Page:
I can't point to a good online resource (the English Wikipedia articles on these topics tend to be improvable), but I can summarize a lecture I heard which also covered basic testing theory.

Testing modes

There are different classes of tests, like unit tests or integration tests. An unit test asserts that a coherent piece of code (function, class, module) taken on its own works as expected, whereas an integration test asserts that multiple such pieces correctly work together.

A test case is a known environment in which a piece of code is executed, e.g. by using specific test input, or by mocking other classes. The behavior of the code is then compared to expected behavior, e.g. a specific return value.

A test can only prove the presence of a bug, never the absence of all bugs. Tests put an upper bound on program correctness.

Code Coverage

To define code coverage metrics, the source code can be translated to a control flow graph where each node contains a linear segment of the code. Control flows between these nodes only at the end of each block, and is always conditional (if condition, then goto node A, else goto node B). The graph has one start node and one end node.

  • With this graph, statement coverage is the ratio of all visited nodes to all nodes. Full statement coverage isn't sufficient for thorough testing.
  • Branch coverage is the ratio of all visited edges between nodes in the CFG to all edges. This insufficiently tests loops.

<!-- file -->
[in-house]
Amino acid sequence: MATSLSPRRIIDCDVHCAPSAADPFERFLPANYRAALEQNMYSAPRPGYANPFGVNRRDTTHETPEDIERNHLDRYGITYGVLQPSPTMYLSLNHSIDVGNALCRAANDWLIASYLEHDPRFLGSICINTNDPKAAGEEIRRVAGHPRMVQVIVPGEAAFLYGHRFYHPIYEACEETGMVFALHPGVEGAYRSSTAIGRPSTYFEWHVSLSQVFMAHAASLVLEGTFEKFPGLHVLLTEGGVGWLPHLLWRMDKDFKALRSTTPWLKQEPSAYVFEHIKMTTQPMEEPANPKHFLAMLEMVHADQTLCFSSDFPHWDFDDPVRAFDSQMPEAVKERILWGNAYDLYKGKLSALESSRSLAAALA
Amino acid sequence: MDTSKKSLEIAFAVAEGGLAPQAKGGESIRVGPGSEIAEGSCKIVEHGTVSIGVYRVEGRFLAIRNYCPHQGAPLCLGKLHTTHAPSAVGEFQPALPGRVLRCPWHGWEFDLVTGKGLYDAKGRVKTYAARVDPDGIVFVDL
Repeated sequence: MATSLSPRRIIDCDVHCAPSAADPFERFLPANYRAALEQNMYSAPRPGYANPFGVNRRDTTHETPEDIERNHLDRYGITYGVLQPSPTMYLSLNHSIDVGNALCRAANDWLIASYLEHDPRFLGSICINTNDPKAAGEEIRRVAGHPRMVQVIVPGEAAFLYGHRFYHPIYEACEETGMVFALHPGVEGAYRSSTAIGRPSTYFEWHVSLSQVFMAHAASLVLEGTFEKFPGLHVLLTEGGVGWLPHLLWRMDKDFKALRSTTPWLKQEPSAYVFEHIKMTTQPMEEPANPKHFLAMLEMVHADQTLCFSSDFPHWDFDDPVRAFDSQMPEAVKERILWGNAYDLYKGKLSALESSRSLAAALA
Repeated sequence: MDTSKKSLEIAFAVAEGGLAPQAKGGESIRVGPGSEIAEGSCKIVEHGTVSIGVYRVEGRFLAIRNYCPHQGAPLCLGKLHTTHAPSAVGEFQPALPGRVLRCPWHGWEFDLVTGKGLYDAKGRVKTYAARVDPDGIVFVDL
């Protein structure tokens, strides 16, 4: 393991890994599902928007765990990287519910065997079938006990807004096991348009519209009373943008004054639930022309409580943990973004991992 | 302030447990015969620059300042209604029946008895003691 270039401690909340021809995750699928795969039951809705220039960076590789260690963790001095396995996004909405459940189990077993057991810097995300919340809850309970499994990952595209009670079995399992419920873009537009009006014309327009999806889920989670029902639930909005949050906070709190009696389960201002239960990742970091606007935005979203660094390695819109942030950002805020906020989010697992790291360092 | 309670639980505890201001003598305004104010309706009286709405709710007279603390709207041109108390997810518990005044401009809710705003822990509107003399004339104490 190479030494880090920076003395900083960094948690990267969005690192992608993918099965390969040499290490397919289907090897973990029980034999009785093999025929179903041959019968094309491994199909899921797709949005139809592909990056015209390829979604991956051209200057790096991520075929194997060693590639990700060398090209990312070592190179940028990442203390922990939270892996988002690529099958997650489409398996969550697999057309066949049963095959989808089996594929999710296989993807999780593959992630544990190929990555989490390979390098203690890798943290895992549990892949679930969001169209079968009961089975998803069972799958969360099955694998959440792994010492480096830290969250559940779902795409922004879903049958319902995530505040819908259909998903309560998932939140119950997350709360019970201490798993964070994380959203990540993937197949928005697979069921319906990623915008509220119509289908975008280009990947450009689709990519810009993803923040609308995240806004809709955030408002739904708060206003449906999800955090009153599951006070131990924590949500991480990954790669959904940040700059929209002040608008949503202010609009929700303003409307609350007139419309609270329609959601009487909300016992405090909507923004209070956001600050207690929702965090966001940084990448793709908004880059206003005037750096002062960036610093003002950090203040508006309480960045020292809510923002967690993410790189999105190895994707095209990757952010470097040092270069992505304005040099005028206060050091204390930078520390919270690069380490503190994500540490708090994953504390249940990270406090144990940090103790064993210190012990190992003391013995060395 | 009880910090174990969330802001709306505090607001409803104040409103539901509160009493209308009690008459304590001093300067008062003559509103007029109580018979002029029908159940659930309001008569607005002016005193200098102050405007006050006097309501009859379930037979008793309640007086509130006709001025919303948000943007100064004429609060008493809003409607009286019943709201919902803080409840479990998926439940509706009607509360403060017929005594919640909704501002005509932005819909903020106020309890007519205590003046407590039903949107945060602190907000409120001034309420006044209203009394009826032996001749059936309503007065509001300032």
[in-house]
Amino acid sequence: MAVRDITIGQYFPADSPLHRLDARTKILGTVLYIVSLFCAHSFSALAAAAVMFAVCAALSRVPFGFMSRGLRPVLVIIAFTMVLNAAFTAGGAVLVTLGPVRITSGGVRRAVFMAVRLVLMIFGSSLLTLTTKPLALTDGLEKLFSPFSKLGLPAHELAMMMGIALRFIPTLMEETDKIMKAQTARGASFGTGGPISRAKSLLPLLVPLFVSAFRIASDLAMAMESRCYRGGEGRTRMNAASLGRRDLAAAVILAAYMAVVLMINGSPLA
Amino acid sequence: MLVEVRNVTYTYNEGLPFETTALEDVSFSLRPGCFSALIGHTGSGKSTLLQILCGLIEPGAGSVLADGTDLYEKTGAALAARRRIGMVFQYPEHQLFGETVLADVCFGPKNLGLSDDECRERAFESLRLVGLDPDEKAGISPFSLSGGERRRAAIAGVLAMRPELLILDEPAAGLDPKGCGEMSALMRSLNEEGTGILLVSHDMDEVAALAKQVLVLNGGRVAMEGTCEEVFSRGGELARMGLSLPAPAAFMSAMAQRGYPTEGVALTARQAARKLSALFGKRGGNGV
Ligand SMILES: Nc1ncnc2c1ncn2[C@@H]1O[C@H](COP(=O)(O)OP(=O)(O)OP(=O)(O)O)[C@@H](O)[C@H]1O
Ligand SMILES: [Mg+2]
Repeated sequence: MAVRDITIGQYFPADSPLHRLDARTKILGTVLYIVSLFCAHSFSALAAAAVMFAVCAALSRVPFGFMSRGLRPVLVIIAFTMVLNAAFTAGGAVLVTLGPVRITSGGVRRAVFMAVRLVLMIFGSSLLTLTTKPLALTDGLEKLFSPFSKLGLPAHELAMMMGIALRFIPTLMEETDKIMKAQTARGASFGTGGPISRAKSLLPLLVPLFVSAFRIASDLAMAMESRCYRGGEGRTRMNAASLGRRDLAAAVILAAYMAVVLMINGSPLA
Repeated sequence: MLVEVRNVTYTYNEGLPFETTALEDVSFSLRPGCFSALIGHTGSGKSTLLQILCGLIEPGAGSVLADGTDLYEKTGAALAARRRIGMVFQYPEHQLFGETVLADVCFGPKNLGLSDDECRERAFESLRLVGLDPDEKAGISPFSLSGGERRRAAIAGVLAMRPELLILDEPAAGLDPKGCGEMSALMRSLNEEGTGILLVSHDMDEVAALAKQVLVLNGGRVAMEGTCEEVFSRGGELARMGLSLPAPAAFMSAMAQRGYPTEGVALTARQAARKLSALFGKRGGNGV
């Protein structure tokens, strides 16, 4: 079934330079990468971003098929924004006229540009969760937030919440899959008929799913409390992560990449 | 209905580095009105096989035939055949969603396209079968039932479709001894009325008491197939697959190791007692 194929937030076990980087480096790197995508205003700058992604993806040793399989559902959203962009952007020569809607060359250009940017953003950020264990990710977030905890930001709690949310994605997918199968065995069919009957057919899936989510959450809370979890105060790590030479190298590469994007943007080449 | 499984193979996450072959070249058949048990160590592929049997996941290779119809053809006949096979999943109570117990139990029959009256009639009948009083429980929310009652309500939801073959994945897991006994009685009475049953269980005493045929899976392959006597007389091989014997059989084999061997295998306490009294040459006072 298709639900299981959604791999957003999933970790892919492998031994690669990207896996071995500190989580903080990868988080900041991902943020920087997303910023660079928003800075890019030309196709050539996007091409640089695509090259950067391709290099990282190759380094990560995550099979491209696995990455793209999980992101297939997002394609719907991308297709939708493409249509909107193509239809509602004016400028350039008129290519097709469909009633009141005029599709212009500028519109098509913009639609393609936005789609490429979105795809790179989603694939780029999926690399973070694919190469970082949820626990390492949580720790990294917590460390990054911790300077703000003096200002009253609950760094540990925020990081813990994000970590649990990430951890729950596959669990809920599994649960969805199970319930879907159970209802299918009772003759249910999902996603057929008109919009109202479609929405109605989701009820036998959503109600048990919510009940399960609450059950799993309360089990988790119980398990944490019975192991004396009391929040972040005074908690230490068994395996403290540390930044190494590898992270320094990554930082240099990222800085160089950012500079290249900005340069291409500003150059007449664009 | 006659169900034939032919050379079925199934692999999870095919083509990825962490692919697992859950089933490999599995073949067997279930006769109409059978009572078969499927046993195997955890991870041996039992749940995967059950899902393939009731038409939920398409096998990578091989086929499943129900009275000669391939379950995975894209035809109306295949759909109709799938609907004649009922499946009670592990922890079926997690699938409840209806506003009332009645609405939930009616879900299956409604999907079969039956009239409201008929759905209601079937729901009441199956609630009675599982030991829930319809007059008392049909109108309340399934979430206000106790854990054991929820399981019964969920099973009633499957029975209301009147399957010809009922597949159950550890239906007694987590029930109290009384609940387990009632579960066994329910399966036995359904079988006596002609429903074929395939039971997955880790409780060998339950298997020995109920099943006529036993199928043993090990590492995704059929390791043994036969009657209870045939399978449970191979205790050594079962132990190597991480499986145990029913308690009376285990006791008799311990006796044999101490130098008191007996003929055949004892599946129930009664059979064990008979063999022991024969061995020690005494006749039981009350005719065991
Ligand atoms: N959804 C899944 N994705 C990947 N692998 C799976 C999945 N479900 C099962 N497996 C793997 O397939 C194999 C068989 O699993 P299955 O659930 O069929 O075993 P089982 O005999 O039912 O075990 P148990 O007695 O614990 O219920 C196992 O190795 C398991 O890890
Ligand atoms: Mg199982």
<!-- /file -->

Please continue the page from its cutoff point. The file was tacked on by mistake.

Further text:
• Path coverage is the ratio of all visited paths to all paths, where a path is any sequence of edges from the start to the end node. The problem is that with loops, there can be an infinite number of paths, so full path coverage can't be practically tested.

It is therefore often useful to check condition coverage.

  • In simple condition coverage, each atomic condition is once true and once false – but this doesn't guarantee full statement coverage.
  • In multiple condition coverage, the atomic conditions have taken on all combinations of true and false. This implies full branch coverage, but is rather expensive. The program may have additional constraints that exclude certain combinations. This technique is good for obtaining branch coverage, can find dead code, but cannot find bugs stemming from the wrong condition.
  • In Minimal multiple condition coverage, each atomic and composite condition is once true and false. It still implies full branch coverage. It is a subset of multiple condition coverage, but requires fewer test cases.

When constructing test input using condition coverage, then short-circuiting should be taken into account. For example,

function foo(A, B) {
  if (A && B) x()
  else        y()

needs to be tested with foo(false, whatever), foo(true, false), and foo(true, true) for full minimal multiple condition coverage.

If you have objects that can be in multiple states, then testing all state transitions analogous to control flows seems sensible.